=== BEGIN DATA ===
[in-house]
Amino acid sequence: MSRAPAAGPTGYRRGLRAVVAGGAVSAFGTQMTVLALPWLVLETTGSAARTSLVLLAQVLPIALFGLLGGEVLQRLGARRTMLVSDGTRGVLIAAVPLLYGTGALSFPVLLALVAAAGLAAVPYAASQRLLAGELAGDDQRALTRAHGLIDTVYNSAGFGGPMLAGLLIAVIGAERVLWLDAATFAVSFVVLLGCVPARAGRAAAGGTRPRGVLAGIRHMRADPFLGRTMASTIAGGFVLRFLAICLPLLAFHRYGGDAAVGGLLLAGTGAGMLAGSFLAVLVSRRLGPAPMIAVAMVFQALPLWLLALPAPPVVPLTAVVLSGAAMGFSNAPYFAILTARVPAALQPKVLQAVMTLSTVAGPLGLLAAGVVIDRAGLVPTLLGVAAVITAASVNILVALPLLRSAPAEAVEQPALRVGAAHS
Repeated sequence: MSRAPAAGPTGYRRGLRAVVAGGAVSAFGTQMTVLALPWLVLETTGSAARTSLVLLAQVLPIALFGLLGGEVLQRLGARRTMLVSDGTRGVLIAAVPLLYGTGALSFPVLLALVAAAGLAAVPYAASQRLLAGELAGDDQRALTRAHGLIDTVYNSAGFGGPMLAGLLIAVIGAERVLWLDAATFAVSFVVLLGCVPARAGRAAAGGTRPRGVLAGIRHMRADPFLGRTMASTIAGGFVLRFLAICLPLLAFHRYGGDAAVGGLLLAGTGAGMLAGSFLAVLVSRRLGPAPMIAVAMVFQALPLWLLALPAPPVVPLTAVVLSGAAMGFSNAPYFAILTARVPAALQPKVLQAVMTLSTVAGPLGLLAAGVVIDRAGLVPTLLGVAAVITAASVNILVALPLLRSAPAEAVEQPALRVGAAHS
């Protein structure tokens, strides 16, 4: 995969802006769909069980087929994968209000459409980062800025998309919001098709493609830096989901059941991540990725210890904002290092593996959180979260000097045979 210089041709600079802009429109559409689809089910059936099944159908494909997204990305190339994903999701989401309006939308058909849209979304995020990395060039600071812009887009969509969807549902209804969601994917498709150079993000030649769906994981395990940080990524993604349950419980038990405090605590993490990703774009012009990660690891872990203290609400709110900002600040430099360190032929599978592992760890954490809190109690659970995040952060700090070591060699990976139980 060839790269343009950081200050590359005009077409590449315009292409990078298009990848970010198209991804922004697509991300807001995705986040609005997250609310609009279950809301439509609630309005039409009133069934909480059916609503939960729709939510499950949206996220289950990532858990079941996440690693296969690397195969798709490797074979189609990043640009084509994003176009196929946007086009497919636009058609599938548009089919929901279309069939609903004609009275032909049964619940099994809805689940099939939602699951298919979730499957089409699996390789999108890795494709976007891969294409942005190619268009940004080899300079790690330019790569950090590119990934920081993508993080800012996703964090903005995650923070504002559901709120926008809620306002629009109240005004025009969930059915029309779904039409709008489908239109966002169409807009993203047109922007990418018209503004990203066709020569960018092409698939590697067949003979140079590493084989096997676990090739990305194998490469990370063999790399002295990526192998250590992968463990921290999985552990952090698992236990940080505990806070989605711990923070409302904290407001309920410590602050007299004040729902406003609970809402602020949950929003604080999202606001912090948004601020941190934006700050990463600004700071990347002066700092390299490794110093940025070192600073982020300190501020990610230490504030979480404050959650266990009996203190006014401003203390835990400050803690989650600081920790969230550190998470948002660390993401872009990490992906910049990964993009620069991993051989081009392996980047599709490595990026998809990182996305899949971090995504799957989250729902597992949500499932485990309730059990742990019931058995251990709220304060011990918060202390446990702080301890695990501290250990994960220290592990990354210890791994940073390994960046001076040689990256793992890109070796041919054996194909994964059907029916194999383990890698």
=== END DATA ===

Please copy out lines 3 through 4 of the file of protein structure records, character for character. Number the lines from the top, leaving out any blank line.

Repeated sequence: MSRAPAAGPTGYRRGLRAVVAGGAVSAFGTQMTVLALPWLVLETTGSAARTSLVLLAQVLPIALFGLLGGEVLQRLGARRTMLVSDGTRGVLIAAVPLLYGTGALSFPVLLALVAAAGLAAVPYAASQRLLAGELAGDDQRALTRAHGLIDTVYNSAGFGGPMLAGLLIAVIGAERVLWLDAATFAVSFVVLLGCVPARAGRAAAGGTRPRGVLAGIRHMRADPFLGRTMASTIAGGFVLRFLAICLPLLAFHRYGGDAAVGGLLLAGTGAGMLAGSFLAVLVSRRLGPAPMIAVAMVFQALPLWLLALPAPPVVPLTAVVLSGAAMGFSNAPYFAILTARVPAALQPKVLQAVMTLSTVAGPLGLLAAGVVIDRAGLVPTLLGVAAVITAASVNILVALPLLRSAPAEAVEQPALRVGAAHS
């Protein structure tokens, strides 16, 4: 995969802006769909069980087929994968209000459409980062800025998309919001098709493609830096989901059941991540990725210890904002290092593996959180979260000097045979 210089041709600079802009429109559409689809089910059936099944159908494909997204990305190339994903999701989401309006939308058909849209979304995020990395060039600071812009887009969509969807549902209804969601994917498709150079993000030649769906994981395990940080990524993604349950419980038990405090605590993490990703774009012009990660690891872990203290609400709110900002600040430099360190032929599978592992760890954490809190109690659970995040952060700090070591060699990976139980 060839790269343009950081200050590359005009077409590449315009292409990078298009990848970010198209991804922004697509991300807001995705986040609005997250609310609009279950809301439509609630309005039409009133069934909480059916609503939960729709939510499950949206996220289950990532858990079941996440690693296969690397195969798709490797074979189609990043640009084509994003176009196929946007086009497919636009058609599938548009089919929901279309069939609903004609009275032909049964619940099994809805689940099939939602699951298919979730499957089409699996390789999108890795494709976007891969294409942005190619268009940004080899300079790690330019790569950090590119990934920081993508993080800012996703964090903005995650923070504002559901709120926008809620306002629009109240005004025009969930059915029309779904039409709008489908239109966002169409807009993203047109922007990418018209503004990203066709020569960018092409698939590697067949003979140079590493084989096997676990090739990305194998490469990370063999790399002295990526192998250590992968463990921290999985552990952090698992236990940080505990806070989605711990923070409302904290407001309920410590602050007299004040729902406003609970809402602020949950929003604080999202606001912090948004601020941190934006700050990463600004700071990347002066700092390299490794110093940025070192600073982020300190501020990610230490504030979480404050959650266990009996203190006014401003203390835990400050803690989650600081920790969230550190998470948002660390993401872009990490992906910049990964993009620069991993051989081009392996980047599709490595990026998809990182996305899949971090995504799957989250729902597992949500499932485990309730059990742990019931058995251990709220304060011990918060202390446990702080301890695990501290250990994960220290592990990354210890791994940073390994960046001076040689990256793992890109070796041919054996194909994964059907029916194999383990890698």